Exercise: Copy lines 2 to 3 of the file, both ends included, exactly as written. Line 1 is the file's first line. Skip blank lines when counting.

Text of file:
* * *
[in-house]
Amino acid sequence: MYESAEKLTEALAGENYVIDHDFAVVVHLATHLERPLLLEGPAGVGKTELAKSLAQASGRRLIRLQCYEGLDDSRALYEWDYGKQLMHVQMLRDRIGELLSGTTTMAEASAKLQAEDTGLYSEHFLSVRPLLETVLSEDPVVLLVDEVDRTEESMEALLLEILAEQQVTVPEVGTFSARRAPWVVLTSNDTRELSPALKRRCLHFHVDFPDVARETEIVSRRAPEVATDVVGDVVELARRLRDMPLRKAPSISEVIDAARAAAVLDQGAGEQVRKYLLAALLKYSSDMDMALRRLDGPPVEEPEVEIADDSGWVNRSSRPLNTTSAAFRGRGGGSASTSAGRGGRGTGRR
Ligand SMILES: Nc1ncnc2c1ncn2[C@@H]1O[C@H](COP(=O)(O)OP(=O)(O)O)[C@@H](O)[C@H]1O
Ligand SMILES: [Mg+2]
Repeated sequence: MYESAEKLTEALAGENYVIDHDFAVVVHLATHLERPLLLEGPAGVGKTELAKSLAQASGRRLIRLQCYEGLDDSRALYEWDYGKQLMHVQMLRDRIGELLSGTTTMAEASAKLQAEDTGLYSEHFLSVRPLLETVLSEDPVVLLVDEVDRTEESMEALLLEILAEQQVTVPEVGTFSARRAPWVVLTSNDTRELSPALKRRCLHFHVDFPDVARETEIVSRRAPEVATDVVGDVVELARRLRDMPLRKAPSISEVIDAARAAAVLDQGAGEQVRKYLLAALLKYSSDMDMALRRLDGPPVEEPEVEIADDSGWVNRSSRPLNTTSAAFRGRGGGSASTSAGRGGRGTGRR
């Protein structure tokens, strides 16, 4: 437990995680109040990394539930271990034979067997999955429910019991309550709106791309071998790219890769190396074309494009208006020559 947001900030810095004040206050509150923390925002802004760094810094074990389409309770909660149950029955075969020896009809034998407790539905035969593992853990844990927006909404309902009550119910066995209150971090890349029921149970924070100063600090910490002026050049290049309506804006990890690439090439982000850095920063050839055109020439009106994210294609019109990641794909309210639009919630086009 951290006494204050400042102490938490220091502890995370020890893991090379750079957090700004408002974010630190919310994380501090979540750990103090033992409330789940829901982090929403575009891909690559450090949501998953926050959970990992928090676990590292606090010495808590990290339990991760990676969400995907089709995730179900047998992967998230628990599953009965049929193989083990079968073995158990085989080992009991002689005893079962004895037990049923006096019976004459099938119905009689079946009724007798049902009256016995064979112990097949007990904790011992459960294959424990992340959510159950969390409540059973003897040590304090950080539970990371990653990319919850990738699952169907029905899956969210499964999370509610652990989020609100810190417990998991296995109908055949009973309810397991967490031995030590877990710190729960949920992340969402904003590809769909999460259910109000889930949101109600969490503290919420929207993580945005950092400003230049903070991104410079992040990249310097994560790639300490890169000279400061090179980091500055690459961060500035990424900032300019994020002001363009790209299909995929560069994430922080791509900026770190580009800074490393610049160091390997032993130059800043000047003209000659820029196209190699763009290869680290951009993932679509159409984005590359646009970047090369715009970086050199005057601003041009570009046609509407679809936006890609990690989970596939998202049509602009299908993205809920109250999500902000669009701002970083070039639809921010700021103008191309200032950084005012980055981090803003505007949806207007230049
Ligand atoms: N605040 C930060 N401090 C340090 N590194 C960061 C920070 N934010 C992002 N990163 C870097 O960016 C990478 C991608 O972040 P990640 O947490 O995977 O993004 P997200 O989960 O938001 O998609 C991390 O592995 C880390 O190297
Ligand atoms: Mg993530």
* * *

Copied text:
Amino acid sequence: MYESAEKLTEALAGENYVIDHDFAVVVHLATHLERPLLLEGPAGVGKTELAKSLAQASGRRLIRLQCYEGLDDSRALYEWDYGKQLMHVQMLRDRIGELLSGTTTMAEASAKLQAEDTGLYSEHFLSVRPLLETVLSEDPVVLLVDEVDRTEESMEALLLEILAEQQVTVPEVGTFSARRAPWVVLTSNDTRELSPALKRRCLHFHVDFPDVARETEIVSRRAPEVATDVVGDVVELARRLRDMPLRKAPSISEVIDAARAAAVLDQGAGEQVRKYLLAALLKYSSDMDMALRRLDGPPVEEPEVEIADDSGWVNRSSRPLNTTSAAFRGRGGGSASTSAGRGGRGTGRR
Ligand SMILES: Nc1ncnc2c1ncn2[C@@H]1O[C@H](COP(=O)(O)OP(=O)(O)O)[C@@H](O)[C@H]1O